In a letter to a friend, Mann wrote that in joining a Mediterranean cruise, he was more interested in Egypt than in other ports of call. ‘I shall catch sight of the desert, the Pyramids, the Sphinx. It may be helpful to certain plans, which I am keeping to myself, shadowy as they are.’ In Cairo, Mann visited the Egyptian Museum, where he was fascinated by the statues of Akhenaten. Neither this Egyptian journey nor the one that followed five years later, is mentioned in The Magician.
Mann’s second trip to the Eastern Mediterranean, in 1930, was more focused and extensive. The two-month voyage was funded by his Nobel Prize money and he was accompanied by Katia. In an essay written before he embarked on this adventure, Mann noted that he was preparing for ‘a journey which will take me to the sites of my new novel, to Egypt and Palestine. There I hope to find the heavens and much of mankind unchanged after 3,500 years.’ Mann dubbed this two-month research trip ‘the longest and most significant journey of my life.’ Thus it was all the more curious that it is left out of Toibin’s novel. In Toibin’s retelling of Mann’s life, his tip to Venice as a young man is the only important journey.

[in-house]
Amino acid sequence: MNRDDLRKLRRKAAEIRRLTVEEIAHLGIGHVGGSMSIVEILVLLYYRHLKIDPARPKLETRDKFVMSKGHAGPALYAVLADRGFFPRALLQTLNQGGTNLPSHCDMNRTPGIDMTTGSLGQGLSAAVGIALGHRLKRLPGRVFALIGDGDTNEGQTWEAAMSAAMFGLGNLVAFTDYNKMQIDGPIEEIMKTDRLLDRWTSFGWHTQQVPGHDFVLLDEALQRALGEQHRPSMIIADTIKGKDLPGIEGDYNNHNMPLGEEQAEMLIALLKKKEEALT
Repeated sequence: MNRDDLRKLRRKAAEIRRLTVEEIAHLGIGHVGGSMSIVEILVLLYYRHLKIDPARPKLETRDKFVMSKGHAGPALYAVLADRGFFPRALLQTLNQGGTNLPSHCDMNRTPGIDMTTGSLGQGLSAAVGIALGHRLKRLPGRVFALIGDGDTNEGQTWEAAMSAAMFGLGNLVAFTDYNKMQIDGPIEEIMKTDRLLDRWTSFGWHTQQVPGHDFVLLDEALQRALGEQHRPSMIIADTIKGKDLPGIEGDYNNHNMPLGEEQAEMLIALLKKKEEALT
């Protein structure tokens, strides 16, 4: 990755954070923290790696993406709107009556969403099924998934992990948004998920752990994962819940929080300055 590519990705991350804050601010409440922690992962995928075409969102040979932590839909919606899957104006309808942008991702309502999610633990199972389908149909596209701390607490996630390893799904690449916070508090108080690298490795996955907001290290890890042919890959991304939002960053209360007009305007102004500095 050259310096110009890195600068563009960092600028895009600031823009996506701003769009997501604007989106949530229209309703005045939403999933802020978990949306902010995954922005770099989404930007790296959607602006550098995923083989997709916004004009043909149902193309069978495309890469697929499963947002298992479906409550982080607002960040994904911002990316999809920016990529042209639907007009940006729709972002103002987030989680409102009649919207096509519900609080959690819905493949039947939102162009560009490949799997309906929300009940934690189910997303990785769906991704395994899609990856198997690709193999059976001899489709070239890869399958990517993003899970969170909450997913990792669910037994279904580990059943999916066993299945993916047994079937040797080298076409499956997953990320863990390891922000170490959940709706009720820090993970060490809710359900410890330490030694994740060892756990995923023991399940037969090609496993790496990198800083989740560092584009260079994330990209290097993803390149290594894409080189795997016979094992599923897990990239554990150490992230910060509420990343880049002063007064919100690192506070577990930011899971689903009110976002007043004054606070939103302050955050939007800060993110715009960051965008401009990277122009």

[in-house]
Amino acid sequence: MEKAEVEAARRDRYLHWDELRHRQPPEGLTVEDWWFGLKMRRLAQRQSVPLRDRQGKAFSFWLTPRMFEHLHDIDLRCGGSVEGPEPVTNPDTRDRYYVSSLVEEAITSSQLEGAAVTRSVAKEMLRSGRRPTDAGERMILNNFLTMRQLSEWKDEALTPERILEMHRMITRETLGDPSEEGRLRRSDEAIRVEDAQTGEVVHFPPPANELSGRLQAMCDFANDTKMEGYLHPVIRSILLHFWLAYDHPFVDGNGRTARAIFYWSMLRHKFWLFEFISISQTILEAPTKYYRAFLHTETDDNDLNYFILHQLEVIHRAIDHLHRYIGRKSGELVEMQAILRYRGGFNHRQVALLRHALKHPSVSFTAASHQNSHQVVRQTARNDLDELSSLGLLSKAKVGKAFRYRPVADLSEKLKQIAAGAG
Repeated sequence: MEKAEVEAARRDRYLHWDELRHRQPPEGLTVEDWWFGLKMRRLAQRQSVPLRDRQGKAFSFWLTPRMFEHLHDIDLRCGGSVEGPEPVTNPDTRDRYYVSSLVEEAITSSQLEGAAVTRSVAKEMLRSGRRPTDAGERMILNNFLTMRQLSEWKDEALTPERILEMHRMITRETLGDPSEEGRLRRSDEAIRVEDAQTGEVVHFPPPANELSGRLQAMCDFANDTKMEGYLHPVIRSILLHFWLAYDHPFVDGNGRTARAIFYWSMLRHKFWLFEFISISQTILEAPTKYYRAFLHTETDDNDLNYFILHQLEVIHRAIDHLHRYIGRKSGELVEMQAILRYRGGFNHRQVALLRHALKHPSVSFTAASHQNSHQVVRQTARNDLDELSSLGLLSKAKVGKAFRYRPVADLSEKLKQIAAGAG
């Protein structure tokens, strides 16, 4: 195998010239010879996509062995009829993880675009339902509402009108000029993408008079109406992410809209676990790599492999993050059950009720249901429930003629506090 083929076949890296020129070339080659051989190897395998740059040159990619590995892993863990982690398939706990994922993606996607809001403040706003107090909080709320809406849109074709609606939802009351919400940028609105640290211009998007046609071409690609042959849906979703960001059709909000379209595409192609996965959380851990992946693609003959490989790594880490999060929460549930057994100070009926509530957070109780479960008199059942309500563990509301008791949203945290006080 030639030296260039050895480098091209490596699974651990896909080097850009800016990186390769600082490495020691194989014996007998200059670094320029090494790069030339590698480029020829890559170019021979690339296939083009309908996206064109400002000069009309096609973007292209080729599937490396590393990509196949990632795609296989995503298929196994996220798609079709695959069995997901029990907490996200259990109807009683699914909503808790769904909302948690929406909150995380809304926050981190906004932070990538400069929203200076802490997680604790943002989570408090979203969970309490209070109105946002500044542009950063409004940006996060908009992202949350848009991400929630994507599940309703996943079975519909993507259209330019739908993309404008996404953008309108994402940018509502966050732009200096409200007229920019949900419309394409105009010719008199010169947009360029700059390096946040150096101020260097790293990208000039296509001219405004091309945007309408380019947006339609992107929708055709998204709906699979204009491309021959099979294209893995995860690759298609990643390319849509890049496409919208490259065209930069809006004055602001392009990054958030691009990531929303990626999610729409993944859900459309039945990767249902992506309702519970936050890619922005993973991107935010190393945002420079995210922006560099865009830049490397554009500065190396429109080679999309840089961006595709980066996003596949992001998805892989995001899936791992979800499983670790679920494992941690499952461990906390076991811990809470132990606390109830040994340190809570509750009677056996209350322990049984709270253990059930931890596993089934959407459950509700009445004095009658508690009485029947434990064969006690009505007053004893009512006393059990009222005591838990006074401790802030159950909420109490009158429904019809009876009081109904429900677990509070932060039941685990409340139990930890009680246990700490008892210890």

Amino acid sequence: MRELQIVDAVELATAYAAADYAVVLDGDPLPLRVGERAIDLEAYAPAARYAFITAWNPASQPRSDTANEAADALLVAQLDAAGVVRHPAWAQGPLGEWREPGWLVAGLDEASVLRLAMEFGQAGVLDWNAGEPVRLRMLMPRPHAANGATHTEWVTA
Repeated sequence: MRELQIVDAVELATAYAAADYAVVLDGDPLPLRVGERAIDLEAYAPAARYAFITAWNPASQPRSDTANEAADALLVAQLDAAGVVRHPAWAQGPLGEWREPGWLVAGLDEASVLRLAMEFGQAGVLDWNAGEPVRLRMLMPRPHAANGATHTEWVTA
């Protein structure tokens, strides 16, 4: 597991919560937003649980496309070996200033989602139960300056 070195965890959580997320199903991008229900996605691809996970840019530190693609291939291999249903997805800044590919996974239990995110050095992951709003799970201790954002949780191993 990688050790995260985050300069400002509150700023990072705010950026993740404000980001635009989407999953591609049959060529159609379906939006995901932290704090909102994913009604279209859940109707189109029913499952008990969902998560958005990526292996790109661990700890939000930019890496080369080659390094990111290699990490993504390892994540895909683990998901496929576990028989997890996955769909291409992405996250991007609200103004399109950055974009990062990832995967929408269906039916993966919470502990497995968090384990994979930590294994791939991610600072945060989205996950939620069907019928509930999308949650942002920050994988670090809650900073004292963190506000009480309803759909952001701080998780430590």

In Egypt, where the Manns spent over a month, the novelist found the inspiration he sought, and he was imbued with a sense of the unchanged past. Hence the famous first sentence of Joseph and His Brothers: ‘Deep is the well of the past. Should we not call it bottomless?’ And in British Mandate Palestine Mann and his wife placed an important concern on their itinerary – Zionism. The Manns visited Jerusalem, Tel Aviv, and a Kibbutz, and were interviewed by the local English-language paper, The Palestine Bulletin. In the interview Mann emphasised his support for Zionism, and at the same time called for recognition of the rights of the Arabs of Palestine. As Mann biographer Donald Prater put it, the novelist found the visit to Palestine ‘of inestimable value for the background he needed. But he was alive too to the modern situation of Palestine and of the immense achievements of the Jewish settlers.’ Surprisingly, nothing about this voyage makes its way into Toibin’s novel.